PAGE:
We've had our Oscar for a year now, and are thinking about getting him a piggy friend. I always thought it would be a good idea for him to have a friend because, I've read that they are happier in pairs, but my mother disagreed when I asked her if we could adopt another guinea pig as she was afraid that if one got sick, the other would get sick too, because they would both be in the same cage. Now she thinks that he would be happier with a friend. I also did some research and found out that if we did adopt a guinea pig, it would need to be male that is passive, because Oscar is aggressive. How would we be able to determine if a guinea pig is passive?
Here are some details about Oscar:
We adopted him at a pet store, believe that he is around 3-4 years old
He growls when he is touched, (makes a loud vibrating noise that sounds like a growl) and will sometimes bite.
He likes his space, and is very territorial. he'll growl if we are in his cage refilling his food and will sometimes chatter his teeth at us. His cage seems like it is big enough for another guinea pig. I am not sure if we will be purchasing a bigger cage if we decide to adopt another.
When we take him out for floortime, he likes to play with us, and when we are not around he will just lay there on the floor. We think he could be lonely and depressed and most of the time he will just lay down in his cage anyway.
We may or may not adopt another guinea pig for him, but would also like to know what would be best for him.
- And got the T-shirt
The best way to find a pal for him is to locate a guinea pig rescue somewhere near you that will let you bring him in for a "meet and greet," and let him pick out his own friend.
You will need a large cage for two boars -- at least 10 square feet. Bigger would be better. They're more territorial than sows, so they need room to move around with getting in each other's face. And definitely don't try to put two boars in a cage that's too small.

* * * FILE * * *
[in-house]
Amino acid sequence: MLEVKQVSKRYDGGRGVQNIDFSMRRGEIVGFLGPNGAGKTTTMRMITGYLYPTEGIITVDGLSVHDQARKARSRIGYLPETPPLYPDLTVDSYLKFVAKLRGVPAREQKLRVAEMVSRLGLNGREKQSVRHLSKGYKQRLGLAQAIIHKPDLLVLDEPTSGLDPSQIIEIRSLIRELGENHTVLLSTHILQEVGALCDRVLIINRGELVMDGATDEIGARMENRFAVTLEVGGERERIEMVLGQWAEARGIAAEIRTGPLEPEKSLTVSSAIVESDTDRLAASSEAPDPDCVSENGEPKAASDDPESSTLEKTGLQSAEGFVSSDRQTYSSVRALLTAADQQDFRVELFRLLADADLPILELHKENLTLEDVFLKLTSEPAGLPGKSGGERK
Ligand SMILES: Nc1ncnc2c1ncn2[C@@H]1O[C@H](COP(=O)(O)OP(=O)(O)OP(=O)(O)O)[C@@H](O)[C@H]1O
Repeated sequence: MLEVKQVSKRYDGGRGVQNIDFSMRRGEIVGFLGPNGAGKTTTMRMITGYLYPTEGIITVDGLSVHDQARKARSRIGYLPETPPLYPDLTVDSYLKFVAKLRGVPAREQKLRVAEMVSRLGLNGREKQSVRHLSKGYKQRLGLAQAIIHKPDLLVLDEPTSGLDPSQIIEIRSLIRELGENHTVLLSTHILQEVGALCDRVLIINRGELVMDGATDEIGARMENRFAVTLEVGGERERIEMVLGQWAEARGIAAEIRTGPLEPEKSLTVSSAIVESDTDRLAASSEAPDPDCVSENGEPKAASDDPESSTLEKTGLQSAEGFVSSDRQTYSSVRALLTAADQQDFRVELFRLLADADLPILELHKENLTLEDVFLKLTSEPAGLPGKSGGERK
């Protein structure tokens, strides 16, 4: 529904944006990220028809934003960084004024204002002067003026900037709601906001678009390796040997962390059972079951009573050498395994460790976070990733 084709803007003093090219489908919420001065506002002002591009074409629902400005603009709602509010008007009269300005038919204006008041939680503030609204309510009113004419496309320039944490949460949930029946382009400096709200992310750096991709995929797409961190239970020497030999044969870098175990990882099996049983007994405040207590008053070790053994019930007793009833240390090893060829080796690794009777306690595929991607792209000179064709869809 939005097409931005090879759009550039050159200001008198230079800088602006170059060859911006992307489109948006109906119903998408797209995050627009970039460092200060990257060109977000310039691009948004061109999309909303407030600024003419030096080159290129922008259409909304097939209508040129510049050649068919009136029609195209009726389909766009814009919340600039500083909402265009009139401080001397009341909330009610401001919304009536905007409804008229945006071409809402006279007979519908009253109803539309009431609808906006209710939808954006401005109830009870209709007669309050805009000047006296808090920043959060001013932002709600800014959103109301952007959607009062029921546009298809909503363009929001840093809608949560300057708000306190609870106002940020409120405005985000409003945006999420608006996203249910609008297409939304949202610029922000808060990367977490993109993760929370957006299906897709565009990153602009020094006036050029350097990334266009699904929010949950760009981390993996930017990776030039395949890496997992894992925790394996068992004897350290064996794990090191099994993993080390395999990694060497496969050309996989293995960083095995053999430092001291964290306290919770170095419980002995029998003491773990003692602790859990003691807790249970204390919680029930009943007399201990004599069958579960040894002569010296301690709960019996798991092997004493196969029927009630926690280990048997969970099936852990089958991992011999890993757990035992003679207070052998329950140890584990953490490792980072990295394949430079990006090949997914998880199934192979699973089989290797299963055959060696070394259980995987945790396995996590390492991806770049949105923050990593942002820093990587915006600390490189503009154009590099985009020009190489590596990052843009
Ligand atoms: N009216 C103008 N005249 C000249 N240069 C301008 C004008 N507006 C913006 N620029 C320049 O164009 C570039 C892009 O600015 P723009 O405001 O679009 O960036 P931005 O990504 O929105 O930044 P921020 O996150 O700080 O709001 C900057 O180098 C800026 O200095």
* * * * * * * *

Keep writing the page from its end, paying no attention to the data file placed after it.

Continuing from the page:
Just as reassurance for your mom, guinea pigs rarely catch diseases from each other. Over the years, some of mine have had URIs or UTIs, but no other pig has ever caught anything from one that was sick.
The biting is a little concerning, since most guinea pigs don't do that. Has he ever been treated for mites? Does he scratch a lot?
Taking him to a guinea pig rescue for a meet and greet sounds like a great idea. Will definitely need to get a bigger cage if we decide to adopt another.
When he bites, it's not hard which makes me think it may be playful biting. He was treated for mites last year. He will scratch and bite his sides, and occasionally he will scratch his ears too, but there are no signs of hair loss. He also had an ear infection which was treated for as well but he will still show signs such as head-shaking when touched near his ear and scratching his ears.
One thing it is important to note is that how he reacts to you has no bearing on how he will treat another pig. He might be pushy and energetic with his interactions with people and be a total marshmallow when it comes to guinea pigs. You can't predict his behavior. The only way is to do a proper greeting with another pig in a neutral area. Some older males will be very protective of a younger pig also, so if an adult doesn't work out, you might be able to pair him with a baby. You might just find out you have a total "Nanny Man!"
I don't think he needs a bath.
You can also treat mites with revolution, but that needs a prescription from a veterinarian.